Posted in Blog, Culture, Kids Blog, Kids: Culture, Kids: Literature, Literature
Tagged ancient history, ancient scary stories, ancient writing, AntiquityNOW, education, Halloween, Halloween activity, scary story, storytelling activity, writing
A cuneiform tablet similar to the ones on display in the Bible Lands Museum.
Have you ever sat down at the end of a long day and written in your diary? Or maybe you just updated your Facebook status and shared what you ate for dinner or how you were feeling after a difficult day at school. What if ancient people from thousands of years ago had done the same thing? We could learn so much about the way people lived, how they felt, what they did. These are the kinds of things archaeologists get to study when they are lucky enough to find written records and testimonies from ancient times. Continue reading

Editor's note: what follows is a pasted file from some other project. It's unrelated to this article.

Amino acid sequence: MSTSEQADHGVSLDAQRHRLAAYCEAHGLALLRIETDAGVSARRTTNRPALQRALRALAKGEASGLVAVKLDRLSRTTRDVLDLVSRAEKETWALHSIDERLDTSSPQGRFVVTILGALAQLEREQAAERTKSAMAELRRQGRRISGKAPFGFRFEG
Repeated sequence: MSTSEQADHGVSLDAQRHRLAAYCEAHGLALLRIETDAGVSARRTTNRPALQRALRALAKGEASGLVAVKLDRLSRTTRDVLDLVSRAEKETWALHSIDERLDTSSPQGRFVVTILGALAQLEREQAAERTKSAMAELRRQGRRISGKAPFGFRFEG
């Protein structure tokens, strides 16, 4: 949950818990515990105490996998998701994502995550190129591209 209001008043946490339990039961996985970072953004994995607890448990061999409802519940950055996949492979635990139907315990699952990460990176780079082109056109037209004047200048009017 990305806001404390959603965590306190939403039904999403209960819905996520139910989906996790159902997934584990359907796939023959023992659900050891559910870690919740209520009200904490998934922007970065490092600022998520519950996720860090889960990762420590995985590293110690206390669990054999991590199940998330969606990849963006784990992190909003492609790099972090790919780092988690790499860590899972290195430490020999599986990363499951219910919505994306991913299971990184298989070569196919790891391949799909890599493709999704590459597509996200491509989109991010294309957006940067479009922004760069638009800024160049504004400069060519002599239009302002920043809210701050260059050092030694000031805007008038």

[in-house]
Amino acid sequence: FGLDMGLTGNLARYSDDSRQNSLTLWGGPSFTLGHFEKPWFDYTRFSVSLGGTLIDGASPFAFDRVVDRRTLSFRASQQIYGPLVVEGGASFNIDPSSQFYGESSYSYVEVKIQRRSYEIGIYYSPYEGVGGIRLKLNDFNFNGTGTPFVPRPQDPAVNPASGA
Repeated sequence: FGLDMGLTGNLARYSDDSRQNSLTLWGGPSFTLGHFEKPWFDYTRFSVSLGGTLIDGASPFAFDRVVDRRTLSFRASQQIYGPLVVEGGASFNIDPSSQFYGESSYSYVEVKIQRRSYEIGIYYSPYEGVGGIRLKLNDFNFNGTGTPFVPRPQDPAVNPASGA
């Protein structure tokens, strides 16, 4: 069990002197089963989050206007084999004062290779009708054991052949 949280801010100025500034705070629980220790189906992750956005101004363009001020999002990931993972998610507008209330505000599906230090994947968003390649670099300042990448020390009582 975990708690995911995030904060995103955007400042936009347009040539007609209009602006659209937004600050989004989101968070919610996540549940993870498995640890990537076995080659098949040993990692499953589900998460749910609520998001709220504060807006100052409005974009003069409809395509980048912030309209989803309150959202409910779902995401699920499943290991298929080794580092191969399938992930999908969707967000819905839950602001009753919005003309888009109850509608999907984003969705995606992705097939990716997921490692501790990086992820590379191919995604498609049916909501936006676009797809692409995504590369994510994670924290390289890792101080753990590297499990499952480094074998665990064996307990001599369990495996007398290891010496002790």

Posted in Blog, Culture, Kids Blog, Kids: Communications, Kids: Culture, Kids: Literature, Kids: Public Life, Literature
Tagged ancient Babylon, ancient history, ancient Judeans, ancient tablets, AntiquityNOW, Babylonian captivity, cuneiform, history of Jerusalem, King Nebuchadnezzar
It’s the most romantic day of the year and you’re not quite sure how to show your one true love that you’ll love him or her for a thousand years…. We have the answer. Give a Valentine’s Day inspired by the ancient past and remind your one and only that no matter how many years pass, your love is as timeless as the Mona Lisa and as enduring as the pyramids. Continue reading
Posted in Art, Blog, Culinary, Culture, Holidays, Literature, Public Life
Tagged ancient food, ancient history, ancient love, AntiquityNOW, valentine's day